Alfonso Cuaron's 'Roma' Gets Screenings at Mexico's Presidential Residence
The official residence has been converted into a cultural center after Mexico's new president said the complex had "bad vibes."
Mexico is offering public screenings of Alfonso Cuaron's critically acclaimed memoir film Roma at what, up until last week, had still served as the nation's presidential home.
The luxurious estate, known as Los Pinos, underwent a historic transformation on Saturday after newly elected President Andres Manuel Lopez Obrador said he would not live in the longtime presidential residence because of its "bad vibes." After a cleansing ritual was performed, the building was reopened to the public as a cultural center, where twice-daily Roma showings are slated to unspool in a private screening room.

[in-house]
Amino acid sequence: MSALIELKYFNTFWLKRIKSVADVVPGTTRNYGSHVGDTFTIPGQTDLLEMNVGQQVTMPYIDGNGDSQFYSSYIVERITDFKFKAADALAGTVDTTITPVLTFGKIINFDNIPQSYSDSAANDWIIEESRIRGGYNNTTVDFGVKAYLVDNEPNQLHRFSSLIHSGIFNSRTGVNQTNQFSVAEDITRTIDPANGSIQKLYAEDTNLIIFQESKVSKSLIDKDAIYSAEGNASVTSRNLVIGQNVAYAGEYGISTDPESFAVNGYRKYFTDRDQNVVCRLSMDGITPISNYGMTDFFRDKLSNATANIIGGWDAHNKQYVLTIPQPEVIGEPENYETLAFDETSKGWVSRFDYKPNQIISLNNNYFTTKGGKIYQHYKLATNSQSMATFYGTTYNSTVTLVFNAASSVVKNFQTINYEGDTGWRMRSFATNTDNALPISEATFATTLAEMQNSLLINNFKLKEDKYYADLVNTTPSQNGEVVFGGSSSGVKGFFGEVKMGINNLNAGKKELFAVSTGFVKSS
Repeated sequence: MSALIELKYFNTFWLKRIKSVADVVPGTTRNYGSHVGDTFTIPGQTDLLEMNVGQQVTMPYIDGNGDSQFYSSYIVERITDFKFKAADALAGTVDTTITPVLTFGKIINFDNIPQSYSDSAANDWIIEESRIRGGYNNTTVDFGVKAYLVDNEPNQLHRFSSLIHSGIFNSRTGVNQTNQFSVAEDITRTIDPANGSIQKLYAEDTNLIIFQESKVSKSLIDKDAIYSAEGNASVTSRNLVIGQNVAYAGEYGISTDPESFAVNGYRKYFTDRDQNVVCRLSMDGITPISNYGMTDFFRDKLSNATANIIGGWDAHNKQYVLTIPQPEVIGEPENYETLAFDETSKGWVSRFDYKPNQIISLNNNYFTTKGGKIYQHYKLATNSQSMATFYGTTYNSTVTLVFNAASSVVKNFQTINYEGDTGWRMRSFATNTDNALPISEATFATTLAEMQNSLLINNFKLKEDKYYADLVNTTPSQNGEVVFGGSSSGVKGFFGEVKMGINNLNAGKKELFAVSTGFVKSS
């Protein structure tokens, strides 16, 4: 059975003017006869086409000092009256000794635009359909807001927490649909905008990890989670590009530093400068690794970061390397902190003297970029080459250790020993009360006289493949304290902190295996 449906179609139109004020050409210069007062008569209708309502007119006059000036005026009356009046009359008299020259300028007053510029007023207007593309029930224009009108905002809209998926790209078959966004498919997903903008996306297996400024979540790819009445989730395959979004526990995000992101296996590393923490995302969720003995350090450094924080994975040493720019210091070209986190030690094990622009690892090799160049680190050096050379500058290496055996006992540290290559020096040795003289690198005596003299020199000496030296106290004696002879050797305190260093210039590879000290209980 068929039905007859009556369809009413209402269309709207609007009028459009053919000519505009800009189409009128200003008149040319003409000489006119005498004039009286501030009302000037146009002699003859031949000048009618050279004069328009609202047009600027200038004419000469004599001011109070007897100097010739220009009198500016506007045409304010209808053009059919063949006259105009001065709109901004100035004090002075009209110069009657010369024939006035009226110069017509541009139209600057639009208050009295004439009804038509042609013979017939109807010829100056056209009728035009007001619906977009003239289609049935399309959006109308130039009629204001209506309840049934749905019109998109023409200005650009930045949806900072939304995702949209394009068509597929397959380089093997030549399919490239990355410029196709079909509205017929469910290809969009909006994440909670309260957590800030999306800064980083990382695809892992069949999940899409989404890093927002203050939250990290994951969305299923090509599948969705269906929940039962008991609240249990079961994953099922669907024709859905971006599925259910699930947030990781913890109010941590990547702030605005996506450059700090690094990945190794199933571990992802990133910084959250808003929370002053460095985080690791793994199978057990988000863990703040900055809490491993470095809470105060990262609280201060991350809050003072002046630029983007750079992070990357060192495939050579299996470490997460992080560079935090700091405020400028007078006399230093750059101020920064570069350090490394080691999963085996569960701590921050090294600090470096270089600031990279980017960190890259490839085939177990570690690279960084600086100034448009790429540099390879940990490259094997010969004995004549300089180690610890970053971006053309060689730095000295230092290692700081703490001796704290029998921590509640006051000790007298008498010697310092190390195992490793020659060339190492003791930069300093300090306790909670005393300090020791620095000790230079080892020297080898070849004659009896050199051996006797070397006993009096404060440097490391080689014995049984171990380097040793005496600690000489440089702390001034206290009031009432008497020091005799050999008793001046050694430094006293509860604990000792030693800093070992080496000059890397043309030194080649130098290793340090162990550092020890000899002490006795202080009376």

Leading Mexican cinema chains refuse to program Roma in Cuaron's native Mexico because they say the Netflix film is not abiding by the traditional 90-day window between theatrical and SVOD releases, as it is set to premiere on the streaming platform on Dec. 14. Top theater circuits in the U.S. have refused to screen the pic, as well.
Despite Roma's limited theatrical release, it is performing exceptionally well in Mexico and is now showing in a respectable 97 art house theaters throughout the country.
On Thursday, Cuaron's movie earned three Golden Globe nominations for best director, screenplay and foreign-language film. The pic failed to get a best picture mention due to HFPA rules stating that nominations are "exclusively for English-language motion pictures.”
Because Roma had a qualifying theatrical run stateside, it is eligible for Academy Award nominations in other categories, including best film and director.